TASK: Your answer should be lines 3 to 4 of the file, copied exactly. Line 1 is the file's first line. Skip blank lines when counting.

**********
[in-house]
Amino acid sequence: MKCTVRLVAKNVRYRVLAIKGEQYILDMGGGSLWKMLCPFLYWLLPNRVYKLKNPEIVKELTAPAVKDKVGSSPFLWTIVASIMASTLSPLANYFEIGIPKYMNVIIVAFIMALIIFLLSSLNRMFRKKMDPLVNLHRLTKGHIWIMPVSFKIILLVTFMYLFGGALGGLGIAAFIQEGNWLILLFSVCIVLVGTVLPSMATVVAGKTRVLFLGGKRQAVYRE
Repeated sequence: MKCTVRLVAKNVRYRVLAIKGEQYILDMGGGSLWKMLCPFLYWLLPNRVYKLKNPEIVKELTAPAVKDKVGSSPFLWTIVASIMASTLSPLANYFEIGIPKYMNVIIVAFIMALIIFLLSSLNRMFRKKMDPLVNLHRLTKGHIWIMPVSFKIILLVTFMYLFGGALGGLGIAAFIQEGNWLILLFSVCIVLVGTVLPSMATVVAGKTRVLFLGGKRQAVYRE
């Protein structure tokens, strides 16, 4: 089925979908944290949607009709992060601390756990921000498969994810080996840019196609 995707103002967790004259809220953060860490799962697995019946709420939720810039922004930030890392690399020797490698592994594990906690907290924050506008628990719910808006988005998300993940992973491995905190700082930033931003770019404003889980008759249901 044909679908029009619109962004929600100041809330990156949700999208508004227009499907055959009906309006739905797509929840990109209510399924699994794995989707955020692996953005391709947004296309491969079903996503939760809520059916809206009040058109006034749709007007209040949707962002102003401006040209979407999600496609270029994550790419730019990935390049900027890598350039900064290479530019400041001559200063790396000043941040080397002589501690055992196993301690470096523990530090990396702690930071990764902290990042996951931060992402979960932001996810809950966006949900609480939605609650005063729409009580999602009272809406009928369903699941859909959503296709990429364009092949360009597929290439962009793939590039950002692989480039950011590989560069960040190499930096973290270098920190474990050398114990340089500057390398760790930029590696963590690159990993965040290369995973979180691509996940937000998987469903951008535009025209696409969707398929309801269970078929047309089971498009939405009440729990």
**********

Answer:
Repeated sequence: MKCTVRLVAKNVRYRVLAIKGEQYILDMGGGSLWKMLCPFLYWLLPNRVYKLKNPEIVKELTAPAVKDKVGSSPFLWTIVASIMASTLSPLANYFEIGIPKYMNVIIVAFIMALIIFLLSSLNRMFRKKMDPLVNLHRLTKGHIWIMPVSFKIILLVTFMYLFGGALGGLGIAAFIQEGNWLILLFSVCIVLVGTVLPSMATVVAGKTRVLFLGGKRQAVYRE
């Protein structure tokens, strides 16, 4: 089925979908944290949607009709992060601390756990921000498969994810080996840019196609 995707103002967790004259809220953060860490799962697995019946709420939720810039922004930030890392690399020797490698592994594990906690907290924050506008628990719910808006988005998300993940992973491995905190700082930033931003770019404003889980008759249901 044909679908029009619109962004929600100041809330990156949700999208508004227009499907055959009906309006739905797509929840990109209510399924699994794995989707955020692996953005391709947004296309491969079903996503939760809520059916809206009040058109006034749709007007209040949707962002102003401006040209979407999600496609270029994550790419730019990935390049900027890598350039900064290479530019400041001559200063790396000043941040080397002589501690055992196993301690470096523990530090990396702690930071990764902290990042996951931060992402979960932001996810809950966006949900609480939605609650005063729409009580999602009272809406009928369903699941859909959503296709990429364009092949360009597929290439962009793939590039950002692989480039950011590989560069960040190499930096973290270098920190474990050398114990340089500057390398760790930029590696963590690159990993965040290369995973979180691509996940937000998987469903951008535009025209696409969707398929309801269970078929047309089971498009939405009440729990």